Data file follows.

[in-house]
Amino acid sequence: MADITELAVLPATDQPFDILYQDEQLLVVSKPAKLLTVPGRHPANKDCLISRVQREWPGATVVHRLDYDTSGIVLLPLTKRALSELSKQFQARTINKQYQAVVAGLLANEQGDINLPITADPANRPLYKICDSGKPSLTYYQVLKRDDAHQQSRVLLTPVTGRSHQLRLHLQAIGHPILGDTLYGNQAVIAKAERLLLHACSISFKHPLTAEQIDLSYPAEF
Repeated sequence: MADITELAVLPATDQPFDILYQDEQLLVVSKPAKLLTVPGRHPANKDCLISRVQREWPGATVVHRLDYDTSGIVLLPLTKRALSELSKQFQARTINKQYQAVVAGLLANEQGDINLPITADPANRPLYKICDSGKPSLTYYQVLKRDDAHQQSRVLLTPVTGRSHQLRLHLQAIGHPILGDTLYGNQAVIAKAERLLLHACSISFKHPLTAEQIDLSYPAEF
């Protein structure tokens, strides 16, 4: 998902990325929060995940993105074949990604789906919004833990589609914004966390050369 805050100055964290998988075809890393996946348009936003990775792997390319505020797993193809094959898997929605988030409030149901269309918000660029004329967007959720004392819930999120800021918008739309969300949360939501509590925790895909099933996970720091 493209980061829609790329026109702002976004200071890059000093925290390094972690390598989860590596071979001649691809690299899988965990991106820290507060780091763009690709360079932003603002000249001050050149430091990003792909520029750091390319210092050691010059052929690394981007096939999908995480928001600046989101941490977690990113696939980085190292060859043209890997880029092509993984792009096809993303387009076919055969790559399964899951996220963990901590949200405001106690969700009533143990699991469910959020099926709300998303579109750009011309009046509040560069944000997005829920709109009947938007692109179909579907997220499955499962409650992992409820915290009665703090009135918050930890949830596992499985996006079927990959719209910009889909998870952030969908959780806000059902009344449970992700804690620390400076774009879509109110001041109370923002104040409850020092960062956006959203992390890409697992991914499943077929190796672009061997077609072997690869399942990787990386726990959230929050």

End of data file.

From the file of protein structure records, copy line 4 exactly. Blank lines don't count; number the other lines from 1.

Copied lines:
């Protein structure tokens, strides 16, 4: 998902990325929060995940993105074949990604789906919004833990589609914004966390050369 805050100055964290998988075809890393996946348009936003990775792997390319505020797993193809094959898997929605988030409030149901269309918000660029004329967007959720004392819930999120800021918008739309969300949360939501509590925790895909099933996970720091 493209980061829609790329026109702002976004200071890059000093925290390094972690390598989860590596071979001649691809690299899988965990991106820290507060780091763009690709360079932003603002000249001050050149430091990003792909520029750091390319210092050691010059052929690394981007096939999908995480928001600046989101941490977690990113696939980085190292060859043209890997880029092509993984792009096809993303387009076919055969790559399964899951996220963990901590949200405001106690969700009533143990699991469910959020099926709300998303579109750009011309009046509040560069944000997005829920709109009947938007692109179909579907997220499955499962409650992992409820915290009665703090009135918050930890949830596992499985996006079927990959719209910009889909998870952030969908959780806000059902009344449970992700804690620390400076774009879509109110001041109370923002104040409850020092960062956006959203992390890409697992991914499943077929190796672009061997077609072997690869399942990787990386726990959230929050």